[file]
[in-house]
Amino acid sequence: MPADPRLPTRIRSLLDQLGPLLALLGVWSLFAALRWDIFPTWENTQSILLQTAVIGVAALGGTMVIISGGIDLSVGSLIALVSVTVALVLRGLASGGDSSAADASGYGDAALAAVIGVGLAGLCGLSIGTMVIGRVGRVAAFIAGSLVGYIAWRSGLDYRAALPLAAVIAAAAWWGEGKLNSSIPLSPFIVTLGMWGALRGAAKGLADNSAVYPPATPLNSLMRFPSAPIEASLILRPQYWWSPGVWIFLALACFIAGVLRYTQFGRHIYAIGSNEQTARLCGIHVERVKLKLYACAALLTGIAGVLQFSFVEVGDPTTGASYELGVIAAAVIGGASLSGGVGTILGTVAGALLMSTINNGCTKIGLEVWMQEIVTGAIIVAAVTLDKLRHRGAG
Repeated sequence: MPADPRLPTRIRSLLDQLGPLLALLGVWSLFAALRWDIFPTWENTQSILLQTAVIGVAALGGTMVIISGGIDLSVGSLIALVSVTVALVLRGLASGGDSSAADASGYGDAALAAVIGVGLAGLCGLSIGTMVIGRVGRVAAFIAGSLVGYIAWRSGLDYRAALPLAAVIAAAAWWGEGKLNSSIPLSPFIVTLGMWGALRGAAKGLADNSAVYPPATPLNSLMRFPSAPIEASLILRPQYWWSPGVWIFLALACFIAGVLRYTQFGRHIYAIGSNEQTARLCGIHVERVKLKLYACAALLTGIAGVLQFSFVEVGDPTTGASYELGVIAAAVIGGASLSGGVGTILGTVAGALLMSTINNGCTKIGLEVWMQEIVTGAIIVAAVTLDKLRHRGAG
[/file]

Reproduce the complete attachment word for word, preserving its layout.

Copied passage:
[in-house]
Amino acid sequence: MPADPRLPTRIRSLLDQLGPLLALLGVWSLFAALRWDIFPTWENTQSILLQTAVIGVAALGGTMVIISGGIDLSVGSLIALVSVTVALVLRGLASGGDSSAADASGYGDAALAAVIGVGLAGLCGLSIGTMVIGRVGRVAAFIAGSLVGYIAWRSGLDYRAALPLAAVIAAAAWWGEGKLNSSIPLSPFIVTLGMWGALRGAAKGLADNSAVYPPATPLNSLMRFPSAPIEASLILRPQYWWSPGVWIFLALACFIAGVLRYTQFGRHIYAIGSNEQTARLCGIHVERVKLKLYACAALLTGIAGVLQFSFVEVGDPTTGASYELGVIAAAVIGGASLSGGVGTILGTVAGALLMSTINNGCTKIGLEVWMQEIVTGAIIVAAVTLDKLRHRGAG
Repeated sequence: MPADPRLPTRIRSLLDQLGPLLALLGVWSLFAALRWDIFPTWENTQSILLQTAVIGVAALGGTMVIISGGIDLSVGSLIALVSVTVALVLRGLASGGDSSAADASGYGDAALAAVIGVGLAGLCGLSIGTMVIGRVGRVAAFIAGSLVGYIAWRSGLDYRAALPLAAVIAAAAWWGEGKLNSSIPLSPFIVTLGMWGALRGAAKGLADNSAVYPPATPLNSLMRFPSAPIEASLILRPQYWWSPGVWIFLALACFIAGVLRYTQFGRHIYAIGSNEQTARLCGIHVERVKLKLYACAALLTGIAGVLQFSFVEVGDPTTGASYELGVIAAAVIGGASLSGGVGTILGTVAGALLMSTINNGCTKIGLEVWMQEIVTGAIIVAAVTLDKLRHRGAG